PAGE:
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Re: Short or Intermediate-term bonds?

Post by ruralavalon » Wed Apr 06, 2016 9:33 am

50ismygoal wrote:My IRA is exclusively bonds, split almost evenly between BSV (short term bond ETF) and BIV (intermediate term bond ETF.) I'm 49 so I can't touch the money for ten years, and probably won't touch it for longer than that.
The short-term portion thinking is that if inflation occurs or if the much talked about hike in interest rates happens, short term will help. But for simplicity's sake, part of me wants to just move everything to intermediate term.
Any input on keeping it split or just going with BIV would be appreciated.

We use only intermediate-term bond funds. I don't try to predict inflation rates or the timing of interest rate hikes.
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magneto
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Re: Short or Intermediate-term bonds?

Post by magneto » Wed Apr 06, 2016 10:36 am

Thanks 'livesoft' for that insight.

Have always regarded stocks as the main driver for the profits of the porfolio.
Bonds and Cash as a temporary resting place when stock valuations higher, which incurs stock greater downside risk and lower expected returns.

The one thing not wanted from bonds is for them to be down when stocks are down (I.E. hoped for -ve correlation does not show up)!
Therefore we tend to lowest possible volatilility, rather than income, leading us to short bonds wherever possible.
Cash is in this scenario particularly attractive as the lowest volatility asset, but unfortunately eroded by inflation.

As less comfortable with bonds than with stocks, will be watching this thread with great interest!

Thanks
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patrick013
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Re: Short or Intermediate-term bonds?

Post by patrick013 » Wed Apr 06, 2016 11:30 am

I don't think the market has fully priced in a rate increase. Why ?
The information is just technically "imperfect". It's all guess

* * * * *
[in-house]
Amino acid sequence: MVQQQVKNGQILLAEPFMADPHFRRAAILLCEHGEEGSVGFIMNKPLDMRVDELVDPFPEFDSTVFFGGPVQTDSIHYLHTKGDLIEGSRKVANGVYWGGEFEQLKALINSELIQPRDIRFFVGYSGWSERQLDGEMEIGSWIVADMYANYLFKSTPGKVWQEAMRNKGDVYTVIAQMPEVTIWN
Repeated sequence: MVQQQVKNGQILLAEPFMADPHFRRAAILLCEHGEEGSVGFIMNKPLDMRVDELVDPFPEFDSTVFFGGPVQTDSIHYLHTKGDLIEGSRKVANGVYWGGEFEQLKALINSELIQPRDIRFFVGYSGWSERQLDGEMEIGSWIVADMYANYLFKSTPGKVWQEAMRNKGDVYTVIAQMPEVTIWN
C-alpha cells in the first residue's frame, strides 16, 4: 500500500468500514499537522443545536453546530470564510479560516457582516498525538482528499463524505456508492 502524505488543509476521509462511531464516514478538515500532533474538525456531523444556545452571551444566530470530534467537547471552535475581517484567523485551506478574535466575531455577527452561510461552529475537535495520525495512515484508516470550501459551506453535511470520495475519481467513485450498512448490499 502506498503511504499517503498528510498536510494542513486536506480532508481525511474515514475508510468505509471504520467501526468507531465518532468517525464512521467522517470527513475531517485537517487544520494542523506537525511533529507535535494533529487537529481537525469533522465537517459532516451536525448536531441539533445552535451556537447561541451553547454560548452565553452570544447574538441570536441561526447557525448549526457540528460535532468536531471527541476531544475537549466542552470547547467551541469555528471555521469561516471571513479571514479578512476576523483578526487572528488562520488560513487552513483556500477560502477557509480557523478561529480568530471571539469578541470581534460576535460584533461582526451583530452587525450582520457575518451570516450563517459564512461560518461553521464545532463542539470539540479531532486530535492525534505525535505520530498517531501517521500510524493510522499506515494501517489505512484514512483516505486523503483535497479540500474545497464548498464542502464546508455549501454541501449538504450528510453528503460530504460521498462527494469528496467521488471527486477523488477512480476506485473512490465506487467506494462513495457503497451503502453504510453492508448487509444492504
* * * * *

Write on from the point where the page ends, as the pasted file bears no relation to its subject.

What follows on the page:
work whether a rate increase will happen or not. Plus a flight
to quality is occurring, robust bond sales confirm, a seller's market
at the seller's price. That trumps alot of other market forces
which should be somewhat bearish concerning bond prices.

Reading this morning where the futures market has priced in a 30%
chance of one rate increase this year, leaving 2 increases alone.

My final decision, 30% Short Term Corp Bond fund, 70% Interm Bond
Index fund for bond allocation. Probably a good AA for many years.

I was never one to pass up a cap gain of several per cent on bonds either.
age in bonds, buy-and-hold, 10 year business cycle

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Re: Short or Intermediate-term bonds?

Post by Quark » Wed Apr 06, 2016 12:24 pm

livesoft wrote:I like the intra-day price swings of an ETF, too. Have you looked at what happens intraday on FOMC meetings? Sometimes a large price change comes and goes, but the charts and mutual fund share owners will never see it.

The press release almost always causes a big swing (which often reverses later). It's entertaining to listen to the press conference and watch real time market quotes react to the Fed Chair's answers.

FWIW, I'm a mutual fund type who almost never trades. No ETFs for me.

50ismygoal
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Re: Short or Intermediate-term bonds?

Post by 50ismygoal » Thu Apr 07, 2016 1:57 pm

Livesoft, for this portion of my portfolio (IRA, about 25% of total portfolio), I'd like to either split it between short-term and intermediate-term bonds, or go 100% intermediate-term.) I can't touch the money for at least 11 years, and I probably won't start withdrawing until more than 11 years.

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Re: Short or Intermediate-term bonds?

Post by livesoft » Thu Apr 07, 2016 2:12 pm

That's fine, but if you didn't want to do any market timing, then you should just go 100% intermediate-term bonds and rock-n-roll.
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50ismygoal
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Re: Short or Intermediate-term bonds?

Post by 50ismygoal » Thu Apr 07, 2016 2:18 pm

And that's what I shall do, thanks!

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Re: Short or Intermediate-term bonds?

Post by abuss368 » Thu Apr 07, 2016 2:26 pm

Vanguard has noted in a lot of their research material that intermediate term bond funds are the "sweet spot".